Background of

This website has grown out of my own needs over the years. As I have come across and solved problems, I found I needed to organize the solutions so I could quickly refer to the them again. My interest in web development led to the development of the pages on this site, which is also an ideal means for sharing with people facing similar problems.


W3Schools Logo

I learned HTML mainly from the website, which is also where I picked up JavaScript and CSS. I use JavaScript to do computations in the calculators and CSS for formatting the HTML pages. W3schools have good tutorials on these and other subjects and I do recommend them to anyone interested in learning the fundamentals of website development.


I started working on the resistor calculator in the mid 1980's on my first computer, a Sinclair ZX Spectrum 128, using its BASIC interpreter. Later it became a compiled 'C' program developed on a '386 PC, and now it has become a JavaScript implementation on this website. Calculations that could take up to a minute on the Spectrum now compute in the blink of an eye, thanks to the enormous development in PC hardware.

Compound Angles

Early in life I trained as an electronics technician. Later I studied Electrical Engineering and that is where I was exposed to Linear Algebra, a branch of mathematics used to solve systems of equations in an efficient way. Techniques of Linear Algebra, as it turned out, would be the way to solve compound angle problems, although this was not apparent to me at first. Electrical engineers must take some simplified mechanical and civil engineering courses, these were called Statics and Dynamics. Here we learned to apply techniques from Linear Algebra to solve structural problems involving forces, geometry, and angles. Specifically, it was the dot-product and cross-product of 3-dimensional vectors that would simplify compound angle problems.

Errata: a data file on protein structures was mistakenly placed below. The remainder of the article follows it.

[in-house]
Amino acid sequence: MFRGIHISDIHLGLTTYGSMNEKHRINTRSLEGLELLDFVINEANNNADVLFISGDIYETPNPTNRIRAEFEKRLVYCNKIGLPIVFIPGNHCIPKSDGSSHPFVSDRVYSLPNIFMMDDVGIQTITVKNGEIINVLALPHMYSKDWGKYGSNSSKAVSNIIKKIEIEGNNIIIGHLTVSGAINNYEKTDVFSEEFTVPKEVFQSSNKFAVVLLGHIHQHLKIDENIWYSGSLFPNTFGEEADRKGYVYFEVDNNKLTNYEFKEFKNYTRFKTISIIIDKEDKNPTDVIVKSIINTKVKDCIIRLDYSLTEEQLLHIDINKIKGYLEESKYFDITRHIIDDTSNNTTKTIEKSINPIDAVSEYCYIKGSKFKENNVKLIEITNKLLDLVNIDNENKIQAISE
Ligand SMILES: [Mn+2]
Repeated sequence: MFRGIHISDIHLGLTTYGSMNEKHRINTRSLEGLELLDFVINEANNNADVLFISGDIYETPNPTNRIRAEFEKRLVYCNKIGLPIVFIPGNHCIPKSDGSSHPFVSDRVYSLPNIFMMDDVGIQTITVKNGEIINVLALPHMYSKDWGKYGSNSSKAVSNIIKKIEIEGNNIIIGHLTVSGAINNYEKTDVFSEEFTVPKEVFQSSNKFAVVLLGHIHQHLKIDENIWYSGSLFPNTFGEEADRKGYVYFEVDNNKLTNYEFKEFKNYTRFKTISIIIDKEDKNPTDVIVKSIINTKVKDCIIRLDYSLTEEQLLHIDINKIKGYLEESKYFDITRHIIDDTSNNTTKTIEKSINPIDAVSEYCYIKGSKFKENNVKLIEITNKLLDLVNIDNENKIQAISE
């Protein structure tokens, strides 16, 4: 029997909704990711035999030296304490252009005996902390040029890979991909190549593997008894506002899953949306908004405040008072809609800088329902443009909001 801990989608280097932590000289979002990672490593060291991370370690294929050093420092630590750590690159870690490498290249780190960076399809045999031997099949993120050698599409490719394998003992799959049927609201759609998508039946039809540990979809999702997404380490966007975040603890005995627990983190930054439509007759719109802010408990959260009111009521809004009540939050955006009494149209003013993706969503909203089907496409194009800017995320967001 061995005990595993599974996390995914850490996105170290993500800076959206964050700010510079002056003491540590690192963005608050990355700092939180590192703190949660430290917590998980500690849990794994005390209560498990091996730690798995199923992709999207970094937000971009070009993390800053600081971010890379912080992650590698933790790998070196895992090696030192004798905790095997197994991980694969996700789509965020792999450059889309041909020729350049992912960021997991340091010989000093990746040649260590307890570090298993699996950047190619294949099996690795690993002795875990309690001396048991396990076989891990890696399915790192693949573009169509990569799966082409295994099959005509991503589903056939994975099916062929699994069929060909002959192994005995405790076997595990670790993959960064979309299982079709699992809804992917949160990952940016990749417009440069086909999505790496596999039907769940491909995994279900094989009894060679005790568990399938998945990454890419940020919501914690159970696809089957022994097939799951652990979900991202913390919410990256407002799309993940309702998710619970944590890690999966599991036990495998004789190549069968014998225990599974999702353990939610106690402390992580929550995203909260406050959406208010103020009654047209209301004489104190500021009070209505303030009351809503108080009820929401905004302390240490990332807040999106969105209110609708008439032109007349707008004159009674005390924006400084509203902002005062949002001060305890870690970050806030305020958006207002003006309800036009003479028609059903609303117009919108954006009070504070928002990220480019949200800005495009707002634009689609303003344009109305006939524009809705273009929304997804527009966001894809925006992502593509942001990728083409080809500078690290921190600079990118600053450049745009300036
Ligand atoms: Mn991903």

Concrete Post Cap

One of my first compound angle problems surfaced as I was building a brick entry on the driveway. There would be brick walls on each side of the driveway, ending in posts for the gate and the outer ends. The brick posts needed caps, and I had seen attractive cast concrete caps in the shape of low pyramids. However, I was unable to buy suitable caps, and the ones I did find were quite expensive. I decided to build forms to cast my own caps. As I started to plan the compound cuts needed for the forms I was surprised how difficult it was to solve using trigonometry alone. I spent weeks turning wood blocks in my hands and working on the math problem. It was Linear Algebra that finally allowed me to find a solution. After all that work I needed to capture the method in a way that I could easily reuse, and the compound angle calculator was born.


For 29 years I have made my living designing analog and digital electronics circuits for instrumentation used in dimensional metrology. My personal interests include wood working, metal working, various DIY projects, beer brewing, cider making, bee keeping, IoT, and many more.

I hope you found this site useful. The calculator pages have benefited from comments and suggestions by readers. If you like you can drop me a line at the link below.

Bjorn Jansson
Snohomish, USA